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Experts weigh in on rumored increase of U.S. troops in Taiwan

02/24/2023 09:15 PM
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CNA file photo
CNA file photo

Taipei, Feb. 24 (CNA) A reported plan by the United States to increase the number of troop it stations in Taiwan suggests "quasi-recognition" by the U.S. of Taiwan's sovereignty and international standing, a military expert said on Friday.

The Wall Street Journal reported earlier Thursday that the U.S. is set to markedly increase the number of troops deployed in Taiwan to bolster a training program for the island's military.

"The U.S. plans to deploy between 100 and 200 troops to the island in the coming months, up from roughly 30 there a year ago," the report said, citing U.S. officials.

Asked to comment on the report, Shen Ming-shih (沈明室), a research fellow at the Ministry of National Defense think tank Institute for National Defense and Security Research (INDSR), said the reported plan to increase in the number of U.S. troops, if true, is the result of Taiwan procuring more weapons from the U.S. in recent years.

All U.S. arms sales packages come with training programs, so the U.S. is likely sending more military personnel to Taiwan because there is more training that needs to be done with the increase in the number of weapons delivered to Taiwan, Shen said.

The reported plan, along with recent reports of an unannounced visit to Taiwan by Michael Chase, U.S. deputy assistant secretary of defense for China, suggest "quasi-recognition" of Taiwan's sovereignty and international standing, he said.

The reported plan to increase the number of U.S. troops could also indicate that the U.S. intends to broaden the scope of its military exchanges with Taiwan, which traditionally have covered assistance to the latter's marine corps, special forces and missile forces, he said.

Shu Hsiao-huang (舒孝煌), another research fellow at INDSR, echoed Shen's views.

The American Institute in Taiwan confirmed in 2019 that members of the U.S. Marine Corps in plain clothes had been stationed in Taiwan since 2005, and it would not be surprising if more U.S. troops were being sent to Taiwan given the rise in the number of U.S. weapons Taiwan has purchased in recent years, Shu said.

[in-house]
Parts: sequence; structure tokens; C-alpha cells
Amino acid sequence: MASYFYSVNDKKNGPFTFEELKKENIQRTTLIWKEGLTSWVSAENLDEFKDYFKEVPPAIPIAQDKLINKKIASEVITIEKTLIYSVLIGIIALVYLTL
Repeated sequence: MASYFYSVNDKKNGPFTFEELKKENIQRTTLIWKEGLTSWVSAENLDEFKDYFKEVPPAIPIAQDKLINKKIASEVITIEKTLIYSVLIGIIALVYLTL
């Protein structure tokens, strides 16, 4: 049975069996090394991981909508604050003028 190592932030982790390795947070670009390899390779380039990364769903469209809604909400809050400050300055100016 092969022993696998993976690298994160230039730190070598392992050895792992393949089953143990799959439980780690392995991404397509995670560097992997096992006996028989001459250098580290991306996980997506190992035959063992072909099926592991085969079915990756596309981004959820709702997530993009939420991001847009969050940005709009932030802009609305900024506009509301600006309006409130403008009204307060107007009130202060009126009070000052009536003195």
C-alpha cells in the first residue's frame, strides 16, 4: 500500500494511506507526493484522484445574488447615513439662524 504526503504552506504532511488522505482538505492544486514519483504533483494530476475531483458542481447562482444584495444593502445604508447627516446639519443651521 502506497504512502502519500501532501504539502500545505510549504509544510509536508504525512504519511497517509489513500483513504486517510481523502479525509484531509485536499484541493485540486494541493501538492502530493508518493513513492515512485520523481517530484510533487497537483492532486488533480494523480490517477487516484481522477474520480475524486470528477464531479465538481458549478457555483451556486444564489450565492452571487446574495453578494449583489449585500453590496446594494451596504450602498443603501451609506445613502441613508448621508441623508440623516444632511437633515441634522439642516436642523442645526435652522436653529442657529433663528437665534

The reported plan to station more U.S. troops in Taiwan could have stemmed from U.S. dissatisfaction about existing training programs adopted by Taiwan for its troops, retired Air Force Lieutenant General Chang Yan-ting (張延廷) said.

The U.S. could have put forward a plan to send serving military officials to Taiwan to bolster the latter's military training programs, he said.

Chou Yu-ping (周宇平), a retired Air Force colonel from the Defense Ministry's Missile Defense Command, shared Shen's views, but said the U.S. personnel being sent to Taiwan could be retired military personnel now working for weapons manufacturers, of which there are many.

This was the case with Taiwan's procurement of Patriot surface-to-air missile systems, Chou added.

He indicated that Taiwan's Defense Ministry should proactively convey to U.S. personnel the goals it hopes to achieve through training instead of passively accepting whatever the U.S. is preparing to teach, so as to effectively tap into the latter's wealth of combat experience.

Meanwhile, Chieh Chung (揭仲), an associate research fellow with the Kuomintang (KMT) think tank National Policy Foundation, said the Pentagon could have formed a plan to send troops to Taiwan to assess the latter's defense capabilities in response to repeated demands from the U.S. Congress that it do so.

The deployment would likely be mission-based and therefore short-term rather than permanent, he said.

The rumored deployment of troops could be in preparation for a planned training program to be undertaken by the nation's armed forces in the U.S. to learn how to operate new equipment, he said.

When asked by KMT Legislator Tseng Ming-chung (曾銘宗) to comment on the report during a question-and-answer session at the Legislature, Defense Minister Chiu Kuo-cheng (邱國正) denied that there had been any arrangements to increase the number of U.S. military personnel in Taiwan.

"There are no discussions about (the U.S.) stationing troops," Chiu said.

The U.S. has been sending personnel to teach Taiwan's military how to use weapons and equipment purchased from the U.S. for a long time, Chiu said, adding that they would also provide troubleshooting and give feedback.

Such exchanges have never stopped, the minister said.

He said he did not know where the Wall Street Journal obtained the information for the story.

(By Matt Yu, Fan Cheng-hsiang and Sean Lin)


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